“Dancing has been an essential part of my life since I began my doctoral program. Without it, my life would be all work and all school,” Edwards says. “Dancing gives me an outlet. When I’m dancing, I’m not thinking about work or school.”
She continues, “The beauty of dance is that it is a social connection to people. You get to meet people from all walks of life.”
Edwards points to health benefits as well, including a recent study published in the New England Journal of Medicine that found that active leisure activities, such as swing dancing, can lower the risk of Alzheimer’s disease. “Swing dancing combines all aspects of the functions of the brain,” she says. “It’s a wonderful combination of the music while you’re thinking and you’re moving.”
In addition to swing dancing, Edwards also enjoys Latin and ballroom dancing. Her enthusiasm for dance has spread to those around her, including School of Nursing instructor Diane Aschenbrenner, who began taking lessons two years ago and is now a regular at the Friday Night Swing Dance Club. “It’s been the best thing that’s happened to me,” says Aschenbrenner. “It’s a stress reliever, it’s a lot of fun, and it’s cheaper than therapy!”
At last year’s School of Nursing faculty and staff retreat, Cynda Rushton sat among her colleagues with the usual preparations: handouts, notepad, and pen. She also brought with her a unique set of supplies: a ball of yarn and knitting needles.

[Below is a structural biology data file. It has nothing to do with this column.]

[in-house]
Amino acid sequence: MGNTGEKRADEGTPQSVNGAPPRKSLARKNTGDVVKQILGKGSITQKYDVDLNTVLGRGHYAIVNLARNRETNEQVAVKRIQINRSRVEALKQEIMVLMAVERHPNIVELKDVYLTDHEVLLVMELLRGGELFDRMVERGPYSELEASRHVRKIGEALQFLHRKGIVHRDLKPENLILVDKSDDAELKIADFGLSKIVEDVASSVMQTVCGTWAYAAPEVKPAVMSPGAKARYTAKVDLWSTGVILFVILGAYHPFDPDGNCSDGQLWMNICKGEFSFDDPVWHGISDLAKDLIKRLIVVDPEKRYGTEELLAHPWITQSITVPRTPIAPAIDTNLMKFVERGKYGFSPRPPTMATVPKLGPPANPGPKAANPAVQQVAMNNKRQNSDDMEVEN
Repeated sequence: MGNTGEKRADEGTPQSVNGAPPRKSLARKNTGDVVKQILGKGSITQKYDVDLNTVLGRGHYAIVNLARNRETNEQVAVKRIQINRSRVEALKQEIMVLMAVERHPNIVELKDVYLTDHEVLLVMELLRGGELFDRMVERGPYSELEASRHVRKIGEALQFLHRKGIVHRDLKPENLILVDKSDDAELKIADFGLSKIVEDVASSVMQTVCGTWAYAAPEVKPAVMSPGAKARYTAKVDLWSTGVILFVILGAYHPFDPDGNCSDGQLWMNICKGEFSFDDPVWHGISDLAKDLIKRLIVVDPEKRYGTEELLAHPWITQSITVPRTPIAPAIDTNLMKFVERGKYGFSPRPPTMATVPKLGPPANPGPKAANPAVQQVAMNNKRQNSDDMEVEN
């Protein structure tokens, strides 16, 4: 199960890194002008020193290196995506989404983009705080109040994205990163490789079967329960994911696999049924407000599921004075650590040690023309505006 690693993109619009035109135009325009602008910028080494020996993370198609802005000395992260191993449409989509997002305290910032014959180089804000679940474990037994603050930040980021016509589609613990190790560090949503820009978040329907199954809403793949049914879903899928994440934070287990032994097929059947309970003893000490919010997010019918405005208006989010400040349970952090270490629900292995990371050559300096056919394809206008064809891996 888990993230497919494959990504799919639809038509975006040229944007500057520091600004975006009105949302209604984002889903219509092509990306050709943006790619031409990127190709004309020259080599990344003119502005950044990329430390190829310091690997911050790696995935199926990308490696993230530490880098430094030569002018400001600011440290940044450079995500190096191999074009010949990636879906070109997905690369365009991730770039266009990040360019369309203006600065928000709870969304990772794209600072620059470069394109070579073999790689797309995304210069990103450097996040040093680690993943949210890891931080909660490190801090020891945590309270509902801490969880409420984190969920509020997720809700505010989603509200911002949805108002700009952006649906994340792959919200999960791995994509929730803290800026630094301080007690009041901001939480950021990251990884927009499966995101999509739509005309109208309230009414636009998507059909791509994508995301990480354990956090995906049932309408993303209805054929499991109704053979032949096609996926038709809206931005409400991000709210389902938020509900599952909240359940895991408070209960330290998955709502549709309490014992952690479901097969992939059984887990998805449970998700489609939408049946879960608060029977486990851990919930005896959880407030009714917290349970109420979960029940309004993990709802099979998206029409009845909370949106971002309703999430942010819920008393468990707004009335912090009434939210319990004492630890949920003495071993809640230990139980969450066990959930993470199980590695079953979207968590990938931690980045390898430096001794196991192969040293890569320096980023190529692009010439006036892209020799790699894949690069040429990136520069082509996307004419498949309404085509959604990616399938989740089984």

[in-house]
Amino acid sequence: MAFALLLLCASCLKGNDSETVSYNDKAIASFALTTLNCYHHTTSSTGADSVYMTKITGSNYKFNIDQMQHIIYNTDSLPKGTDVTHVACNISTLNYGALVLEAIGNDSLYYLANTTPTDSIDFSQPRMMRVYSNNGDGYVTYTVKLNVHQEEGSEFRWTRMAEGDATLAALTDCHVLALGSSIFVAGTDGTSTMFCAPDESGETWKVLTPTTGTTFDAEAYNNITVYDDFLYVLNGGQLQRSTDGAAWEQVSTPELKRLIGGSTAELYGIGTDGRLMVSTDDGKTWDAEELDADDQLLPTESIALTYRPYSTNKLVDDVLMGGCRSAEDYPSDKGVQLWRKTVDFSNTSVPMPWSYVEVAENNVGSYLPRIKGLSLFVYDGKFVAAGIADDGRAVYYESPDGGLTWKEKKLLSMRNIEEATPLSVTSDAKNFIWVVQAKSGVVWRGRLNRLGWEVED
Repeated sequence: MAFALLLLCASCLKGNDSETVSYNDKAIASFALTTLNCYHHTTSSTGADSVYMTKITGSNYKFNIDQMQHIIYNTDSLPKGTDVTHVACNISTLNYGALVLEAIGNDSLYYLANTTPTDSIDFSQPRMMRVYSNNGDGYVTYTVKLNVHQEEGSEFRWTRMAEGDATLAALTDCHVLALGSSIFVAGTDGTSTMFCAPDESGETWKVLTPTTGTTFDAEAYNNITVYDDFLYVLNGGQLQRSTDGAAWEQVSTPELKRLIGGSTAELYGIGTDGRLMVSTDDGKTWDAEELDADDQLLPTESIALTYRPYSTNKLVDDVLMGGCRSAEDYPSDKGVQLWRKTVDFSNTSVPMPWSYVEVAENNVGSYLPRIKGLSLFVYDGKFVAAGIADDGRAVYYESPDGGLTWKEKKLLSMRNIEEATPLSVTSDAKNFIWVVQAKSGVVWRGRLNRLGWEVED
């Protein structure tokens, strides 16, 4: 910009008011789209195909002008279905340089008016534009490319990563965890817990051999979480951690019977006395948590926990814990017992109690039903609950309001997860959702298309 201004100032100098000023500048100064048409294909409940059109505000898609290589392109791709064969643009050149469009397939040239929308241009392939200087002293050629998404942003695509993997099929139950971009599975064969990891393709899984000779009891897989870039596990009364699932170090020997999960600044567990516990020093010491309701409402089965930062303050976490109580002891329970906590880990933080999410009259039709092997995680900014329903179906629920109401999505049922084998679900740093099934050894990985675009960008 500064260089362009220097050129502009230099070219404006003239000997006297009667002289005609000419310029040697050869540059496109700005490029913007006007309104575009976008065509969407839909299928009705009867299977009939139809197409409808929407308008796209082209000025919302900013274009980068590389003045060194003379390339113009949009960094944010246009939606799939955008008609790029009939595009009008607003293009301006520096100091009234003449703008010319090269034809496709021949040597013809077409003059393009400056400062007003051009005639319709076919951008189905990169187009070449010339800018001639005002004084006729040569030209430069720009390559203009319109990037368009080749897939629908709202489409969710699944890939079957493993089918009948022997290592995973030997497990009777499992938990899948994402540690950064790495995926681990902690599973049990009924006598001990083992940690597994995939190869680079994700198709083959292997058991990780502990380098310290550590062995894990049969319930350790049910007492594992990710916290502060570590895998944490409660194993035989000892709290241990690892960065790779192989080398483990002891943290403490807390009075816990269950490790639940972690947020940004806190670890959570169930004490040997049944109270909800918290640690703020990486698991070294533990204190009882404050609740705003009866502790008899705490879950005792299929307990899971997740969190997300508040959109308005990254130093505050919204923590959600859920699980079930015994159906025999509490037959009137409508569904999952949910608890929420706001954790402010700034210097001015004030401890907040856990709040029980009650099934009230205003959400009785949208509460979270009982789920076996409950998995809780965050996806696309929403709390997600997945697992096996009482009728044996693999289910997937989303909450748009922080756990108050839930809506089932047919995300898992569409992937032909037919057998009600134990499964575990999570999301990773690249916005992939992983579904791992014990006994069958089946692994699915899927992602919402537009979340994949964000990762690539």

Rushton knit throughout portions of the retreat. She often knits during conferences and meetings, obtaining permission ahead of time. She is quick to point out it doesn’t mean she is not paying attention. In fact, she says, knitting helps her to listen and to integrate information.
Rushton began knitting in first grade. By the third grade, she had completed a classic gray cardigan that her daughters still wear. She fell away from her hobby after college and didn’t take it up again until six years ago. She went to the yarn store, picked out a nice yarn, knitted an entire sweater, and then realized it was too small. Rushton chose to unravel the entire sweater and try again. “That was such a valuable lesson in life right there,” says Rushton. “Sometimes you need to learn to let go and start over.”
Rushton’s daughters, Hilary and Callie, ages 10 and 12, are also avid knitters. The three Rushtons, together with a friend, made 42 scarves last fall. They held a sale at their home in December and sold all of the scarves to neighbors and students from the girls’ school. Without taking a break, Rushton immediately started work on a sweater for herself.
Knitting has become a spiritual practice for Rushton, whose area of nursing expertise is palliative care. “Palliative care is all about connecting to the spirit,” she says. “I think [knitting] would be great for patients, their families, and their nurses and caregivers.”
Jeri Allen, ScD, RN, FAAN,
Professor and Associate Dean
As a child growing up in California, Gayle Page would save up her allowance to ride horses. She remembers being “insanely jealous” when a friend got her own horse. Jeri Allen, like Page, was also a horse lover as a little girl, but she never even got the opportunity to ride one.